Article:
"It has also been maintained that the availability of the intoxication defense should not depend on whether a court chooses to characterize an element of the crime charged as separate from the element of general intent. It has been observed that neither common experience nor psychology knows of any such phenomenon as 'general intent' distinguishable from 'specific intent.' It does seem incongruous to make the admissibility of mitigating evidence depend on whether the statutory definition of a crime includes a separately stated intent, and other methods of defining specific intent are highly manipulable.

"The clumsiness of the exculpatory device has been criticized. A defendant who is charged with a specific intent crime may go free if he can prove he was intoxicated; this result contrasts sharply with the absolute denial of relief to the intoxicated offender charged with a crime of general intent.

"If the function of the general/specific intent distinction is to eliminate the defense as to lesser included offenses, e.g., assault and battery, but to retain it for the more serious offenses, e.g., armed robbery, and in that manner mitigate the general rule that intoxication is not a defense, then manifestly this should be

Page 175

done on a consistent basis. The right to interpose this defense should depend on something more substantial than a technical distinction that was seized upon by a judge [416 MICH 641] 130 years ago and adopted by other judges to reach results thought sound in the cases then before them. People v. Kelley, 21 Mich.App. 612, 628-630, 176 N.W.2d 435 (1970).

While we recognize the illogic and incongruity of the general intent-specific intent dichotomy, the remedy is not clear-cut. One solution, of course, would be to join the ranks of those few states which do not allow the voluntary intoxication defense even where a specific intent is required. We agree, however, with Professors LaFave and Scott that this view is clearly wrong. 16 It would require us to ignore basic concepts of criminal culpability as well as modern scientific views on alcoholism.

The alternative would be to allow the intoxication defense to be asserted against any charge of...

To continue reading

Request your trial
70 cases
  • People v. Carpenter
    • United States
    • Supreme Court of Michigan
    • 12 Junio 2001 address our prior decisions recognizing voluntary intoxication as negating specific intent, see, e.g., People v. Langworthy, 416 Mich. 630, 331 N.W.2d 171 (1982), as the continued validity of that separate and distinct defense is not before us. While defendant presented evidence that he ......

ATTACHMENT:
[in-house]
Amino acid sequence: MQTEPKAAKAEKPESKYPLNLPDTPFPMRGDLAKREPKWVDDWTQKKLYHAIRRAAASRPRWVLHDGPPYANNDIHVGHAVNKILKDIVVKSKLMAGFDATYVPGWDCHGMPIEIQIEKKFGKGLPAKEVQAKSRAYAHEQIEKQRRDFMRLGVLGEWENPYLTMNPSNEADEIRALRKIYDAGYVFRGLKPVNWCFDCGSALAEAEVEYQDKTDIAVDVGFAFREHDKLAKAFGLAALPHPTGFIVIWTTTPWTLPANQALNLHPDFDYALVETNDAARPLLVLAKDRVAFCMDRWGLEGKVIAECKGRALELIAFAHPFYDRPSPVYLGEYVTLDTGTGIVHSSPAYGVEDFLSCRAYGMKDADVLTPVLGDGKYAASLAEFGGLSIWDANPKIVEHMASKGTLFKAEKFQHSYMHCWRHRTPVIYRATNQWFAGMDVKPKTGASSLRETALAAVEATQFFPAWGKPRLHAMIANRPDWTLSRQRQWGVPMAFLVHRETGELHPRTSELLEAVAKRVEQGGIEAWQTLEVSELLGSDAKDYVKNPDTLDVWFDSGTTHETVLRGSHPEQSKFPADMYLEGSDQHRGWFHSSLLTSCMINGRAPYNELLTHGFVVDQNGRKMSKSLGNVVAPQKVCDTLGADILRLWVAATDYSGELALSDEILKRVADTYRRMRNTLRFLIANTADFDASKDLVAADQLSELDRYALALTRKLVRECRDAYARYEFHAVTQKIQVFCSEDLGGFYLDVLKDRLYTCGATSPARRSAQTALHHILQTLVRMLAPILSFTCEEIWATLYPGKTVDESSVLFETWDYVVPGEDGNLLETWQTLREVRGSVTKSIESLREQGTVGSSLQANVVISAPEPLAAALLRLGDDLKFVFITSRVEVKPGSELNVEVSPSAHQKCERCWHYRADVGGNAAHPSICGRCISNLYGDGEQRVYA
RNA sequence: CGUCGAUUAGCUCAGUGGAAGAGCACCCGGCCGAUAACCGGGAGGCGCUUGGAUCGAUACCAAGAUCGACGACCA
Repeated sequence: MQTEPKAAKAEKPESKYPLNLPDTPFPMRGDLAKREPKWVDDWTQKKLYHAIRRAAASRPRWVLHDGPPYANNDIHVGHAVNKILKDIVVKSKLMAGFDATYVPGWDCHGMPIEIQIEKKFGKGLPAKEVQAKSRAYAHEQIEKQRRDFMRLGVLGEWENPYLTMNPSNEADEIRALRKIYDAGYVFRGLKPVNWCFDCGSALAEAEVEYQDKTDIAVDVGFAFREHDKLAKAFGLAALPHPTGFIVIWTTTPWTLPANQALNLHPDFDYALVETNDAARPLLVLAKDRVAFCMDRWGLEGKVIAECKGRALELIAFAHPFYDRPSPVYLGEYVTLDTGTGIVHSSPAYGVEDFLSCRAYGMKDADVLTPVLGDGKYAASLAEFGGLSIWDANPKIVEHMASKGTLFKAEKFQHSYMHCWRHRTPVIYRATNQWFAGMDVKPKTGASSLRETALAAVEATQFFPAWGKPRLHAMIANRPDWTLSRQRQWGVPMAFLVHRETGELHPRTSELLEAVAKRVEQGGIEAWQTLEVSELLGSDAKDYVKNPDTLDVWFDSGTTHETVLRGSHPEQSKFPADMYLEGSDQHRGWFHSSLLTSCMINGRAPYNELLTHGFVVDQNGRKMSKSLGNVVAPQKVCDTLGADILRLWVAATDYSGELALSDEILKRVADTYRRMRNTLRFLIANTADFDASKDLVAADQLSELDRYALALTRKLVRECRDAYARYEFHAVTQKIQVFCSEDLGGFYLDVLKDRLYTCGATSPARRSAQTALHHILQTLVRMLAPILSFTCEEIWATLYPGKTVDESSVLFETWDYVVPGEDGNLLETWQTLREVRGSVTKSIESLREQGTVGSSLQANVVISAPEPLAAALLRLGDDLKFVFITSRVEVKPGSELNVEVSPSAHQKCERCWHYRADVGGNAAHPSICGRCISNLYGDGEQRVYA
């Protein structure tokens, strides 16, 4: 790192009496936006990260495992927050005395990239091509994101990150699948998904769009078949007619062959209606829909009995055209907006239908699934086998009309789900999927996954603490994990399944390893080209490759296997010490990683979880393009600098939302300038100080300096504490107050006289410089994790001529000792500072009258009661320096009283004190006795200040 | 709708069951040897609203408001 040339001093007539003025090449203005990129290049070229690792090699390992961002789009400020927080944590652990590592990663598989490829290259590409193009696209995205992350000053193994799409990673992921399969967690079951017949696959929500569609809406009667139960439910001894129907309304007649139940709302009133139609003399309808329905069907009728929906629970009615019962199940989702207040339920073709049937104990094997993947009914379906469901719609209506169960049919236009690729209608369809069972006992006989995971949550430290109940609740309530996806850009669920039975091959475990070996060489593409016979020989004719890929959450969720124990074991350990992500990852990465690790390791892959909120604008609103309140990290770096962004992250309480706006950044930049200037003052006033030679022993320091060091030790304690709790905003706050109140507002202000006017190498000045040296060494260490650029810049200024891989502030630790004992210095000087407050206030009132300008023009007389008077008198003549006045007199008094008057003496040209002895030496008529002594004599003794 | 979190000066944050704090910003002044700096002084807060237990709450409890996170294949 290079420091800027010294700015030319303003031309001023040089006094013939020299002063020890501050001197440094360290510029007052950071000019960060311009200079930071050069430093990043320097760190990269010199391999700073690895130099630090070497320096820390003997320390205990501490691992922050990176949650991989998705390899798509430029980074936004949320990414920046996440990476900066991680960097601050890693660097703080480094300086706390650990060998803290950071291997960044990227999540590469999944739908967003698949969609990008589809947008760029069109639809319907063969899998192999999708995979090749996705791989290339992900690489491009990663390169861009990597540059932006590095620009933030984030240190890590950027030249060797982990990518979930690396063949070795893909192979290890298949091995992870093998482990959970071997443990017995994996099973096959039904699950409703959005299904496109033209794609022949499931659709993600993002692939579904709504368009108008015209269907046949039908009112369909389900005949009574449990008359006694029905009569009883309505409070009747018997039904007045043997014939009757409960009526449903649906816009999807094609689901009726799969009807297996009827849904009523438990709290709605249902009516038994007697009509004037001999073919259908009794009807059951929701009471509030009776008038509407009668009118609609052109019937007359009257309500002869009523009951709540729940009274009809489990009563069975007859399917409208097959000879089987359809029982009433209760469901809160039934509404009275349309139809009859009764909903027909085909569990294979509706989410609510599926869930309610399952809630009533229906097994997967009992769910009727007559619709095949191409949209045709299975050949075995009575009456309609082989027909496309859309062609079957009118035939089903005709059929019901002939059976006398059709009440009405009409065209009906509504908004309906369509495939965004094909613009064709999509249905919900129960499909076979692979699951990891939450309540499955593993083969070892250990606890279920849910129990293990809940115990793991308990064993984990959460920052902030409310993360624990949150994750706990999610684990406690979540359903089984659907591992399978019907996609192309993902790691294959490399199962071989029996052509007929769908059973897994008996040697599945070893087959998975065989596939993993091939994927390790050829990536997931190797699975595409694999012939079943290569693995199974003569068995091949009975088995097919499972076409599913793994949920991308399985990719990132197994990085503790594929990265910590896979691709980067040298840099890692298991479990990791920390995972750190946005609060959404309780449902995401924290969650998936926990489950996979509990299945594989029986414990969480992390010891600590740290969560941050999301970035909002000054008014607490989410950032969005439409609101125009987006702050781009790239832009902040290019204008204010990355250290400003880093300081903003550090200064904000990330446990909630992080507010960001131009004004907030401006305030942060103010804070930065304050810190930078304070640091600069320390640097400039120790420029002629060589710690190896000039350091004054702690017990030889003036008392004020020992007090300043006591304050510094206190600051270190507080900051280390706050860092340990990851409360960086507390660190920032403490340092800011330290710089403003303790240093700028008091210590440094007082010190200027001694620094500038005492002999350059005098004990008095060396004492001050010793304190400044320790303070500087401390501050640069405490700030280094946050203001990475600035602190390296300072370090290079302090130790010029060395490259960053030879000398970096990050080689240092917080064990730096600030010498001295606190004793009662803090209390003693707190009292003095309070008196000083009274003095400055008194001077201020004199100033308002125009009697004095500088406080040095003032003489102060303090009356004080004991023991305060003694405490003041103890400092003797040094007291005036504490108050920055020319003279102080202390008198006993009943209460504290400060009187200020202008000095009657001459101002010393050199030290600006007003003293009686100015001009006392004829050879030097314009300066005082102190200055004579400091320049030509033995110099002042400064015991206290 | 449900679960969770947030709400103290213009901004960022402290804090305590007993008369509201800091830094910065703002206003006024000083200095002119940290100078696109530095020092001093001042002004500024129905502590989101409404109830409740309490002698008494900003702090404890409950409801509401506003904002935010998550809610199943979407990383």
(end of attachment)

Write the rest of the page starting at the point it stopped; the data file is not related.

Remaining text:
• People v. Herndon, Docket No. 216239.
    • United States
    • Court of Appeal of Michigan (US)
    • 6 Septiembre 2001
    ...on the person who can best avoid the harm sought to be prevented—the actor himself.") (citation omitted). 16. People v. Langworthy, 416 Mich. 630, 639, 331 N.W.2d 171 17. Id., quoting People v. Depew, 215 Mich. 317, 320, 183 N.W. 750 (1921). 18. MCL 750.316(1)(a). 19. MCL 750.317. 20. MCL 7......
  • People v. Dykhouse
    • United States
    • Supreme Court of Michigan
    • 2 Marzo 1984
    ......v. . Richard Garrnit DYKHOUSE, Defendant-Appellee. . Docket No. 68246. . Calendar No. 8. . 418 Mich. 488, 345 N.W.2d 150 . Supreme ...p. 259, 247 N.W.2d 547; People v. Langworthy, 416 Mich. 630, 645-646, 652, 331 N.W.2d 171 (1982), there exists a more ......
  • Crozier v. State, 86-3
    • United States
    • United States State Supreme Court of Wyoming
    • 5 Agosto 1986 is a crime of general intent." People v. Vasquez, 129 Mich.App. 691, 341 N.W.2d 873, 875 (1983). See also People v. Langworthy, 416 Mich. 630, 331 N.W.2d 171 (1982). Purposely: We have quoted from this court's opinion in Dean v. State, supra, that any intent to be derived from the terms ......
  • Request a trial to view additional results
1 books & journal articles
  • Just say no excuse: the rise and fall of the intoxication defense.
    • United States
    • Journal of Criminal Law and Criminology Vol. 87 No. 2, January 1997
    • 1 Enero 1997
    ...486 F.2d 1139, 1184 (D.C. Cir. 1973) (en banc). (94.) See State v. Hall, 214 N.W.2d 205, 206-07 (Iowa 1974). (95.) People v. Langworthyt, 331 N.W.2d 171, 179-80 (Mich. (96.) Cf. Model Penal Code [Sections] 210.3 commentary at 64 (1985). "[E]xtreme emotional disturbance will not reduce murde......

VLEX uses login cookies to provide you with a better browsing experience. If you click on 'Accept' or continue browsing this site we consider that you accept our cookie policy. ACCEPT